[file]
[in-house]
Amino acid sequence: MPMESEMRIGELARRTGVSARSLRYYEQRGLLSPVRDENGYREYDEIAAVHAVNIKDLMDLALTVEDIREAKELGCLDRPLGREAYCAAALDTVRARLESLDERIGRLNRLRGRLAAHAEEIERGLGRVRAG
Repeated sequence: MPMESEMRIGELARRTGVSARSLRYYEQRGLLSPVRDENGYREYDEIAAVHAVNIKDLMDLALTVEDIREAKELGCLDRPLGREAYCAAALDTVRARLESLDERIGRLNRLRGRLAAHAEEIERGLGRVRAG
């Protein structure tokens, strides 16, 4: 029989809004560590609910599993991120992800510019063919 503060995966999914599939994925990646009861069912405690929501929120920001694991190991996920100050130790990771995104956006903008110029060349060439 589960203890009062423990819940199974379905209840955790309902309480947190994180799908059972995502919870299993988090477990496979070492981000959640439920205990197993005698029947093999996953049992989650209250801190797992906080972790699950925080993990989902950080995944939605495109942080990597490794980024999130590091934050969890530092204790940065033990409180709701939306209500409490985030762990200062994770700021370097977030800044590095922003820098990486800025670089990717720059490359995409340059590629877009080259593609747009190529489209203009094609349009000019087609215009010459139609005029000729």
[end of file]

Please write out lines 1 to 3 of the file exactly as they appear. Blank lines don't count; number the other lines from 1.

[in-house]
Amino acid sequence: MPMESEMRIGELARRTGVSARSLRYYEQRGLLSPVRDENGYREYDEIAAVHAVNIKDLMDLALTVEDIREAKELGCLDRPLGREAYCAAALDTVRARLESLDERIGRLNRLRGRLAAHAEEIERGLGRVRAG
Repeated sequence: MPMESEMRIGELARRTGVSARSLRYYEQRGLLSPVRDENGYREYDEIAAVHAVNIKDLMDLALTVEDIREAKELGCLDRPLGREAYCAAALDTVRARLESLDERIGRLNRLRGRLAAHAEEIERGLGRVRAG